One of the main advantages of biogas is its year-round production. Solar and wind energy have limited full load hours, which causes peak loads on the grid and requires smart storage methods for the future. The gas network acts as a buffer when the demand for gas is lower. As a result, no cubic metres of gas are wasted, and biogas can play an important role in balancing the energy supply. 


As HoSt is founded in The Netherlands, this is the location where HoSt does most of its research. The Netherlands is the most densely populated country in the European Union (EU). The local gas infrastructure has an exceptionally good national coverage. And a central heating boiler that can run on biomethane without any modifications is present in almost all local homes and buildings. The gas network can also be used to transport hydrogen, although this will require modifications because hydrogen can easily escape from valves because it is a light gas. Biomethane has an energy density three times as high (approximately 9 kWh/Nm3) as hydrogen and no network modifications are necessary. These methods can also be used in countries with a similar infrastructure.

Millions of homes are difficult to get off the natural gas (affordably) because low-temperature heating, which is necessary for electric heating with a heat pump, is not feasible. It is for a good reason that between 40% and 60% of our energy is still expected to come from gaseous energy carriers in 2050.

To achieve the sustainable energy ambitions, a combination of a gasless construction, adapting existing homes to heating with heat pumps and biomethane for the old homes is necessary.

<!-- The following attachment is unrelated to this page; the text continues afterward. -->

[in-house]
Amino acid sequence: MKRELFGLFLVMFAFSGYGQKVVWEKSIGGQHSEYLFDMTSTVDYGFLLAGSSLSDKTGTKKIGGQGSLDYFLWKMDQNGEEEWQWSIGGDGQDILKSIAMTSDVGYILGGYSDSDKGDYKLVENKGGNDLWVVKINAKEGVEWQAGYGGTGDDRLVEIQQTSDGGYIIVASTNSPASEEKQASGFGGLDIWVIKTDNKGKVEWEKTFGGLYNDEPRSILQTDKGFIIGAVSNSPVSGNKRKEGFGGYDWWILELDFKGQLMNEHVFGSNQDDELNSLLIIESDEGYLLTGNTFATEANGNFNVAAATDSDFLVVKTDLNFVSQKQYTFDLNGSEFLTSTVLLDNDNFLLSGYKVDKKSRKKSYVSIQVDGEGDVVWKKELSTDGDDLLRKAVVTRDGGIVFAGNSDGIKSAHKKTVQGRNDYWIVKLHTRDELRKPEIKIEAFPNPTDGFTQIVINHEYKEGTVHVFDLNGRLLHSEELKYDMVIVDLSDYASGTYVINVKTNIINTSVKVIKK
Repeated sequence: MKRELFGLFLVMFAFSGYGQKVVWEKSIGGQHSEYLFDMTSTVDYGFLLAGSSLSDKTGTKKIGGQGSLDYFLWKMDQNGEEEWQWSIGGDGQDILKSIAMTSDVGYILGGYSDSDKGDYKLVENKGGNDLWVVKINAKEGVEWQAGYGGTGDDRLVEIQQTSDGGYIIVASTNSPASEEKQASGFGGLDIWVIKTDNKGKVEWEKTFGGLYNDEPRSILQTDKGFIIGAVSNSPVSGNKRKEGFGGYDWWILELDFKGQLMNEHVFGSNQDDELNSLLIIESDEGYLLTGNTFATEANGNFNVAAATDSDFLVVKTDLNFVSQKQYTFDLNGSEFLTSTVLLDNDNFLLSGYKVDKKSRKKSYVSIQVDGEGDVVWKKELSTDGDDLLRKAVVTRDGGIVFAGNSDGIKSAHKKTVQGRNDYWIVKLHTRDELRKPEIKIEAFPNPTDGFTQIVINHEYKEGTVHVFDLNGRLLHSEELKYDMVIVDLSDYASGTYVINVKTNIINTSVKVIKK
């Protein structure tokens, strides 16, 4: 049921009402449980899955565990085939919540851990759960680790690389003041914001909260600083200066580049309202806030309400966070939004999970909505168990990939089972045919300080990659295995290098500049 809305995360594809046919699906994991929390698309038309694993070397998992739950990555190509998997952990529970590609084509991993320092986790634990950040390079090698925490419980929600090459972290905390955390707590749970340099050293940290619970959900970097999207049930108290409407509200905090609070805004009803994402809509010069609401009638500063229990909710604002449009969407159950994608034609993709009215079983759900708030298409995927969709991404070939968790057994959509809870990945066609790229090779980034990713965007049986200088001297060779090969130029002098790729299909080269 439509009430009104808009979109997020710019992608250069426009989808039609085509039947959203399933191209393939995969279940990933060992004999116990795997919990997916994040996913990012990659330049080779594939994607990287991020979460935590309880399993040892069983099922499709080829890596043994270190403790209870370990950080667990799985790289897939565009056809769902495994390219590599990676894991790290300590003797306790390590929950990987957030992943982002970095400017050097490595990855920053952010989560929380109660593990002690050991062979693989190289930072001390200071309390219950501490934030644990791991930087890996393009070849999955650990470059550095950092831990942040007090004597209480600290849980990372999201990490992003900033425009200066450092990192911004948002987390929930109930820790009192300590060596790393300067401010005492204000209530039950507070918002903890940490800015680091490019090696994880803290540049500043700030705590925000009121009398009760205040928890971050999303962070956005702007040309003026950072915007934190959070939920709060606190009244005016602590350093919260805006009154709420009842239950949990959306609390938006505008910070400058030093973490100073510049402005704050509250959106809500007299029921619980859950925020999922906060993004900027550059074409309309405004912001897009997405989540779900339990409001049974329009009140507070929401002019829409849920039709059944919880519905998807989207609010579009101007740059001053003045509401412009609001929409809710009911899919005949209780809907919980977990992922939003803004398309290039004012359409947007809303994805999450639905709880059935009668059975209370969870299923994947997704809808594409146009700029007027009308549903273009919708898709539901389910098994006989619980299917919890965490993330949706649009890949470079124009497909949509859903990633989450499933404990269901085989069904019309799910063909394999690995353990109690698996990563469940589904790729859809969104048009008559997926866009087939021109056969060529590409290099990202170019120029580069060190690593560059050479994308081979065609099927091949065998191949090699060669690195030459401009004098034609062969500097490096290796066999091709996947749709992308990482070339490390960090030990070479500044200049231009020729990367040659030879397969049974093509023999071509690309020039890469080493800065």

My expectation is that most of the transport will ultimately be electric. Biomethane will gain a share in the energy mix for transport by means of CNG and LNG, which is particularly interesting for heavy duty transport (ships/trucks). Except for heavy-duty transport, hydrogen is not interesting for mobility as too much energy (about 40%) is lost both in production (about 20-30%) and in the fuel cell. Incidentally, CNG and LNG also involve a loss of efficiency in the combustion engine.

Emission reduction

National governments are already stimulating the energy transition, as well as CO2 emission reduction techniques. Green gas production from sustainable low-value regional biofuels provides an emission reduction of no less than 90% compared to the use of natural gas. In addition, fermentation in combination with green gas production results in an extra reduction of emissions; after all, the emissions from the residual flows are reduced. For example, manure fermentation reduces nitrogen and methane emissions by about 40% and 60% respectively. The methane is put to good use in the production of biogas, instead of being released into the atmosphere. Two birds with one stone.

Biogas production is a readily available clean technology and biomethane is necessary for a realistic energy transition. Commitment to a combination of gas-free new-builds, conversion of existing buildings to heating with heat pumps and biomethane for old homes seems the right route. Time to step on the (green) gas!